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Domestic Violence

 Domestic Violence

Written by - Shalini Bishi


Domestic violence is a serious and pervasive issue that affects individuals, families, and communities worldwide. It refers to any form of violence, abuse, or coercive behavior that occurs within an intimate relationship or domestic setting, such as a marriage, partnership, or family. Domestic violence can take many forms, including physical, sexual, emotional, and psychological abuse. It can occur across all socioeconomic and cultural backgrounds, and can affect anyone regardless of gender, age, race, or sexual orientation. Domestic violence not only has devastating consequences for the victim, but also for children who witness the abuse, and for society as a whole. Despite the efforts of governments, organizations, and individuals, domestic violence remains a significant problem that requires ongoing attention and action to prevent and address.

Key characteristics of the Domestic Violence Act, 2005

The Constitution of India has a provision in Article 15 (2) that states firmly that “the state may make particular arrangements for women and children” to achieve the right to equality. Unlike criminal law, which concentrates on punishing the guilty, the Domestic Violence laws in India is a civil law that gives remedy to the victimized women including compensation, protection, and the right to live in a “shared home,” etc. It includes all forms of abuse a woman may experience in her “shared home.”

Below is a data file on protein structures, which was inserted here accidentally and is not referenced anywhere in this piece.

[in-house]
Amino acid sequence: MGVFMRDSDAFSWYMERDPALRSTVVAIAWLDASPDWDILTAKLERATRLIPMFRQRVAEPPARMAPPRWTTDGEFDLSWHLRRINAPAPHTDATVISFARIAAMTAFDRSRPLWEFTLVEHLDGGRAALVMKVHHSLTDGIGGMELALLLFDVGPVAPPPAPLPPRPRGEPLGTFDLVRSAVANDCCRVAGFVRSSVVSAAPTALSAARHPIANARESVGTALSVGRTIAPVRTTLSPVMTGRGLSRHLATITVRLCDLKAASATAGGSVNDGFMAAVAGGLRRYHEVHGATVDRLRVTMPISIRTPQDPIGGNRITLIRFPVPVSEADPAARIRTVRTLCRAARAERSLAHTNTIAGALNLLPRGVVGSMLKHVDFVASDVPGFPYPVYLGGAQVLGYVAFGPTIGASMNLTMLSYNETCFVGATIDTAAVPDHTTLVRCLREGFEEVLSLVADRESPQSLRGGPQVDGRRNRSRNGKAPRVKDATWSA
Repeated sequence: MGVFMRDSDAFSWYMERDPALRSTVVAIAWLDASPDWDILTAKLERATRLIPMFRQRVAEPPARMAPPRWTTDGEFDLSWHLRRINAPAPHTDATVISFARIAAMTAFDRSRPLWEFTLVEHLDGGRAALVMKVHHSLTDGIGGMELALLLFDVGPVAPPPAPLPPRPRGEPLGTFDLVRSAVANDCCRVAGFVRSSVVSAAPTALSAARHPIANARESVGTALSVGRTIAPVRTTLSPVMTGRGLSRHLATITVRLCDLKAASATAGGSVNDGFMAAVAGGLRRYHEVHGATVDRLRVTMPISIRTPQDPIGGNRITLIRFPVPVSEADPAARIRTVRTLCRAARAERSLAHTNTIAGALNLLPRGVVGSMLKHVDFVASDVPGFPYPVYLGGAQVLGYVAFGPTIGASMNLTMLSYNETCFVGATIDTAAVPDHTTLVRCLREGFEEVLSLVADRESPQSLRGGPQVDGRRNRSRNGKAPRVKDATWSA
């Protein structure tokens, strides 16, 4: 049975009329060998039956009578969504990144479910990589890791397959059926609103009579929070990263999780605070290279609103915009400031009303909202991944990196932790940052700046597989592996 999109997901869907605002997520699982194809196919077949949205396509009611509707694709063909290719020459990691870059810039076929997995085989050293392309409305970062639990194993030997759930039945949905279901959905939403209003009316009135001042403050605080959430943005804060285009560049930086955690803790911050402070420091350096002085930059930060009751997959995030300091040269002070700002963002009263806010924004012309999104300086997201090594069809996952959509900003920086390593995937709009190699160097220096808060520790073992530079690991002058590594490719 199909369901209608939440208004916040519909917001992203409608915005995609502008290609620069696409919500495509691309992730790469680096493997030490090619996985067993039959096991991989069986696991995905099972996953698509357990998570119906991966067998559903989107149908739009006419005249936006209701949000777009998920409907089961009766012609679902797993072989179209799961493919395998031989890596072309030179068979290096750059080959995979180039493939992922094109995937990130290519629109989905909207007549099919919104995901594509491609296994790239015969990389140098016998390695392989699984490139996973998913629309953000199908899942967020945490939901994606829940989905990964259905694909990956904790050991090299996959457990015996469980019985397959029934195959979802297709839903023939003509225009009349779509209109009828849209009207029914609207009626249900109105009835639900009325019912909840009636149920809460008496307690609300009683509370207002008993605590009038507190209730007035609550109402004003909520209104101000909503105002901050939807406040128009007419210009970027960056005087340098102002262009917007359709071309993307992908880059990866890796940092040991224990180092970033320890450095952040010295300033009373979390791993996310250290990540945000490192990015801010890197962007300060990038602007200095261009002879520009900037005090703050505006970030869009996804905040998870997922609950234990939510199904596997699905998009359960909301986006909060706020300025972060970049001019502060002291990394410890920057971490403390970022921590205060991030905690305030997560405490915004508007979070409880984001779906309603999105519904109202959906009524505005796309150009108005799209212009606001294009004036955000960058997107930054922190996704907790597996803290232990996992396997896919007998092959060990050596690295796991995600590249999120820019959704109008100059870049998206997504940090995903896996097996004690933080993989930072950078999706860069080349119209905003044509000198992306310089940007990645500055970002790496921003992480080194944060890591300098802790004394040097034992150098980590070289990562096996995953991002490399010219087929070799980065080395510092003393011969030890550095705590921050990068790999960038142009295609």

It covers women who are or have been in a relationship with the abuser in which both individuals have shared a home and are connected by blood, marriage, a marriage-related tie, or adoption relationships between members of a joint family who reside together are likewise addressed. Under the proposed law, women who are sisters, widows, mothers, single women, or who live with the offender are all entitled to protection.

Domestic Violence defined

Domestic violence is defined under Section 3 of the Protection of Women from Domestic Violence Act, 2005.
For the purposes of this Act, any act, omission or commission or conduct of the respondent shall constitute domestic violence in case it-
(a) harms or injures or endangers the health, safety, life, limb or well‑being, whether mental or physical, of the aggrieved person or tends to do so and includes causing physical abuse, sexual abuse, verbal and emotional abuse and economic abuse; or

(b) harasses, harms, injures or endangers the aggrieved person with a view to coerce her or any other person related to her to meet any unlawful demand for any dowry or other property or valuable security; or

(c) has the effect of threatening the aggrieved person or any person related to her by any conduct mentioned in clause (a) or clause (b); or

(d) otherwise injures or causes harm, whether physical or mental, to the aggrieved person.

Definitions of domestic violence recognize that victims can include anyone, regardless of socioeconomic background, education level, race, age, sexual orientation, religion, or gender. Domestic violence was formerly referred to as wife abuse. However, this term was abandoned when the definition of domestic violence was changed to reflect that wives are not the only ones who can fall victim to domestic violence. 

Causes of domestic violence

Female  infanticide

This manifestation of violence is ry much similar to the above offence. It is a pernicious manifestation of an ideology that devalues a girl child. In states like MP , girl child is drowned in mild at birth because nobody is prepared to support her.

Child Marriage

This is a manifestation of Domestic Violence that has historical roots but present and future prevalence. It is a type of violence that uproots the entire existence of woman in her entire existence of a woman in her entire life span, making her permanently weak both in mind and body. A UNICEF report points out that in present times parents consent to child marriage out of economic necessity to protect girls from sexual assault, prevent pregnancy outside marriage to extend a girl child bearing years or to ensure obedience to their husband and house hold.

Child Labour